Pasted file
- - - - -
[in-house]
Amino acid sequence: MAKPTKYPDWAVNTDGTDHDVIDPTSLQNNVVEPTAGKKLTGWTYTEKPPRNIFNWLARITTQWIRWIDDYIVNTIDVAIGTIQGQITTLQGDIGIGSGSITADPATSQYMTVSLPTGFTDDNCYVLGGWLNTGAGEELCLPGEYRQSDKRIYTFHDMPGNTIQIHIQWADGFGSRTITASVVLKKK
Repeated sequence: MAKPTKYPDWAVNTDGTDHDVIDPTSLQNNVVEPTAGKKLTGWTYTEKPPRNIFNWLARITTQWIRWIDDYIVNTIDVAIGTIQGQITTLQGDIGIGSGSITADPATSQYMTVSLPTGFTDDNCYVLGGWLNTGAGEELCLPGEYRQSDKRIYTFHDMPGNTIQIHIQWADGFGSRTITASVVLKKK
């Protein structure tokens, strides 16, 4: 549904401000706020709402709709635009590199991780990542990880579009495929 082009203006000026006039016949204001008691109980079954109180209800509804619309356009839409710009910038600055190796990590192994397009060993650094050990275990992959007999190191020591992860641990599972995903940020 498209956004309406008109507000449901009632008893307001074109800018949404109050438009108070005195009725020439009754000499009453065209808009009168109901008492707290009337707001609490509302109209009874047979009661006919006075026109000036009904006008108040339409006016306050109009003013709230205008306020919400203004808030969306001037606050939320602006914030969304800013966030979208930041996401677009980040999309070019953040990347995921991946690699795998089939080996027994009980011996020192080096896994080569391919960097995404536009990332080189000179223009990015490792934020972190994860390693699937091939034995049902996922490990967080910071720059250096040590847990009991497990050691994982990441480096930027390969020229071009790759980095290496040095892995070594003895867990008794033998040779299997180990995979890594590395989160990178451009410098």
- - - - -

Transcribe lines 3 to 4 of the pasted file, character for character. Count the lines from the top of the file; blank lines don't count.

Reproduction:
Repeated sequence: MAKPTKYPDWAVNTDGTDHDVIDPTSLQNNVVEPTAGKKLTGWTYTEKPPRNIFNWLARITTQWIRWIDDYIVNTIDVAIGTIQGQITTLQGDIGIGSGSITADPATSQYMTVSLPTGFTDDNCYVLGGWLNTGAGEELCLPGEYRQSDKRIYTFHDMPGNTIQIHIQWADGFGSRTITASVVLKKK
């Protein structure tokens, strides 16, 4: 549904401000706020709402709709635009590199991780990542990880579009495929 082009203006000026006039016949204001008691109980079954109180209800509804619309356009839409710009910038600055190796990590192994397009060993650094050990275990992959007999190191020591992860641990599972995903940020 498209956004309406008109507000449901009632008893307001074109800018949404109050438009108070005195009725020439009754000499009453065209808009009168109901008492707290009337707001609490509302109209009874047979009661006919006075026109000036009904006008108040339409006016306050109009003013709230205008306020919400203004808030969306001037606050939320602006914030969304800013966030979208930041996401677009980040999309070019953040990347995921991946690699795998089939080996027994009980011996020192080096896994080569391919960097995404536009990332080189000179223009990015490792934020972190994860390693699937091939034995049902996922490990967080910071720059250096040590847990009991497990050691994982990441480096930027390969020229071009790759980095290496040095892995070594003895867990008794033998040779299997180990995979890594590395989160990178451009410098």